If you can explain to me how it is possible to make an absolute statement ("There is no God") that is based on non-absolute observations, I would be very grateful. When I look at my desk here, my eyes tell me that I can make the statement "there is nothing alive on my desk", but if I were to get a microscope, I'm sure that I would find plenty of bacteria and other crud living on there. My absolute statement of fact was nothing but a belief, because I based it on my observation, which was obviously limited.

There is no way that you can "prove" that God doesn't exist, because you can't prove a negative. As for whether all atheists would become believers if "undeniable proof" was available, I kind of doubt it, but the point of faith is that it's based on your wanting to believe, not your needing to. Ergo, so long as we're in this reality, I don't think that there ever will be any such proof, and I'd be a bit disappointed if there was.



posted on Jul, 15 2010 @ 06:17 PM
link   

Originally posted by adjensen

Originally posted by loglady
reply to post by adjensen
 



If you can explain to me how it is possible to make an absolute statement ("There is no God") that is based on non-absolute observations, I would be very grateful.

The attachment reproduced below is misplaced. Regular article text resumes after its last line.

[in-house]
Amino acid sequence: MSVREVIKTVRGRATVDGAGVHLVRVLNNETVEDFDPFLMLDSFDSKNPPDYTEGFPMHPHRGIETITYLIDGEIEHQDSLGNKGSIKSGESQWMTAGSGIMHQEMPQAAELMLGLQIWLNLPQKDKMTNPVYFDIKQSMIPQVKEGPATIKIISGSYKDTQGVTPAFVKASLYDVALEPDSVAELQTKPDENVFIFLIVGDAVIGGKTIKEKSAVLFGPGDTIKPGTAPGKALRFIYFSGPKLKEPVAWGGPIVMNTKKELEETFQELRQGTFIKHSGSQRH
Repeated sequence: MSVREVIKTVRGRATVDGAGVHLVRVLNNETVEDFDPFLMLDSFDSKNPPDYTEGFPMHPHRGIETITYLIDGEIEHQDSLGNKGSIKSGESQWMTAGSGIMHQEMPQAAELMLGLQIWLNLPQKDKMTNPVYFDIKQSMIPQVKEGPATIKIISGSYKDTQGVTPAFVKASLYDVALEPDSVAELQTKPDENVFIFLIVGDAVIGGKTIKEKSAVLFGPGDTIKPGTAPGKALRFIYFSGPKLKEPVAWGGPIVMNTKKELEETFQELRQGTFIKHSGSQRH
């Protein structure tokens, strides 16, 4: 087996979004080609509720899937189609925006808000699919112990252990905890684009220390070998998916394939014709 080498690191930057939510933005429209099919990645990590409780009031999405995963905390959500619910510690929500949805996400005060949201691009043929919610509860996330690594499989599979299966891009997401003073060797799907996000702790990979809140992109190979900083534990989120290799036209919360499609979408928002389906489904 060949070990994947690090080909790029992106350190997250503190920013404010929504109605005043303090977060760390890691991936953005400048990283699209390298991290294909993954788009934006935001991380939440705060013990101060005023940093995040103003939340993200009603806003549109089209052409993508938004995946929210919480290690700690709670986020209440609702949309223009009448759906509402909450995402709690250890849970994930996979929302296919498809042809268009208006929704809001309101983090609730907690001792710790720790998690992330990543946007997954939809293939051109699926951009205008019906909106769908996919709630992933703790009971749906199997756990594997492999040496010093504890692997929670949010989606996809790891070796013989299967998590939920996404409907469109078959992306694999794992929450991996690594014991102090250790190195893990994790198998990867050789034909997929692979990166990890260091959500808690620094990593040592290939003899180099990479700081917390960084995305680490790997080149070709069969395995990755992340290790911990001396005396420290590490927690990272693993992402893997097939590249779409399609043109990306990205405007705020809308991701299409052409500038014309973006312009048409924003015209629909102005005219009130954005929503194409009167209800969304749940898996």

I refer you to my earlier post, which you actualy quoted,

"its not a belief, its an conclusion reached by studying all the evidence available to us at the present time. If new undeniable proof came tommorrow that god existed, im sure all atheists would consider this and change to whatever religion it supported."

how did you get an "absolute statement there is no god" from this?


"but the point of faith is that it's based on your wanting to believe, not your needing to. Ergo, so long as we're in this reality, I don't think that there ever will be any such proof, and I'd be a bit disappointed if there was.

you would be dissapointed if proof came?? this is ATS!!!! Deny ignorance and you rather stay oblivious!!!!!


Actualy
i feel sorry for you



posted on Jul, 15 2010 @ 06:48 PM
link   

Originally posted by loglady

Originally posted by adjensen
reply to post by adjensen
 


If you can explain to me how it is possible to make an absolute statement ("There is no God") that is based on non-absolute observations, I would be very grateful.


I refer you to my earlier post, which you actualy quoted,

"its not a belief, its an conclusion reached by studying all the evidence available to us at the present time. If new undeniable proof came tommorrow that god existed, im sure all atheists would consider this and change to whatever religion it supported."

how did you get an "absolute statement there is no god" from this?


"It is not a belief, its an conclusion (that there is no God)" -- doesn't get much more absolute than that.

"studying all evidence available to us at the present time" -- doesn't get much less absolute than that.